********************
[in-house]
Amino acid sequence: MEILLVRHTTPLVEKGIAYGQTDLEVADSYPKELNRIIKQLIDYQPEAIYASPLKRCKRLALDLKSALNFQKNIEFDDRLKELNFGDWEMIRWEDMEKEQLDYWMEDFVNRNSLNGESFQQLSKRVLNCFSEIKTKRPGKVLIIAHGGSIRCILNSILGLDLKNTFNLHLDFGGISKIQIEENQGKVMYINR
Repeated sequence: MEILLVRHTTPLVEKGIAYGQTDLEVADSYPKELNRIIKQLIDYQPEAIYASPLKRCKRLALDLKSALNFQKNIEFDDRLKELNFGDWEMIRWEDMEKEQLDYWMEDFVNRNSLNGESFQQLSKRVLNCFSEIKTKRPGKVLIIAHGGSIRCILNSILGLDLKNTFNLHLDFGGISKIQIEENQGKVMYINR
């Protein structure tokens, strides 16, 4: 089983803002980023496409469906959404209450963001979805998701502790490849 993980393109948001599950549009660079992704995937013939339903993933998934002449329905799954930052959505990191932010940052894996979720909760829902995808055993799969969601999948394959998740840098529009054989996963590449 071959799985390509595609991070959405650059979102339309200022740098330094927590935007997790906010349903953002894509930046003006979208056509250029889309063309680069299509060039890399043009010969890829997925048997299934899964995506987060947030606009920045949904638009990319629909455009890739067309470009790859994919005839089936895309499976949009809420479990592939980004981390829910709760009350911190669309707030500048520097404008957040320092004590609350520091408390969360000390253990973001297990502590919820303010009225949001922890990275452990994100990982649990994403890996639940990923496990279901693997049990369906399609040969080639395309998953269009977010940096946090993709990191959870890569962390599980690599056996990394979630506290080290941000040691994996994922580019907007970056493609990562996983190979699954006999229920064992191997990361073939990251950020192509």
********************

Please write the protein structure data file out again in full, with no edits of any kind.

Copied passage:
[in-house]
Amino acid sequence: MEILLVRHTTPLVEKGIAYGQTDLEVADSYPKELNRIIKQLIDYQPEAIYASPLKRCKRLALDLKSALNFQKNIEFDDRLKELNFGDWEMIRWEDMEKEQLDYWMEDFVNRNSLNGESFQQLSKRVLNCFSEIKTKRPGKVLIIAHGGSIRCILNSILGLDLKNTFNLHLDFGGISKIQIEENQGKVMYINR
Repeated sequence: MEILLVRHTTPLVEKGIAYGQTDLEVADSYPKELNRIIKQLIDYQPEAIYASPLKRCKRLALDLKSALNFQKNIEFDDRLKELNFGDWEMIRWEDMEKEQLDYWMEDFVNRNSLNGESFQQLSKRVLNCFSEIKTKRPGKVLIIAHGGSIRCILNSILGLDLKNTFNLHLDFGGISKIQIEENQGKVMYINR
């Protein structure tokens, strides 16, 4: 089983803002980023496409469906959404209450963001979805998701502790490849 993980393109948001599950549009660079992704995937013939339903993933998934002449329905799954930052959505990191932010940052894996979720909760829902995808055993799969969601999948394959998740840098529009054989996963590449 071959799985390509595609991070959405650059979102339309200022740098330094927590935007997790906010349903953002894509930046003006979208056509250029889309063309680069299509060039890399043009010969890829997925048997299934899964995506987060947030606009920045949904638009990319629909455009890739067309470009790859994919005839089936895309499976949009809420479990592939980004981390829910709760009350911190669309707030500048520097404008957040320092004590609350520091408390969360000390253990973001297990502590919820303010009225949001922890990275452990994100990982649990994403890996639940990923496990279901693997049990369906399609040969080639395309998953269009977010940096946090993709990191959870890569962390599980690599056996990394979630506290080290941000040691994996994922580019907007970056493609990562996983190979699954006999229920064992191997990361073939990251950020192509």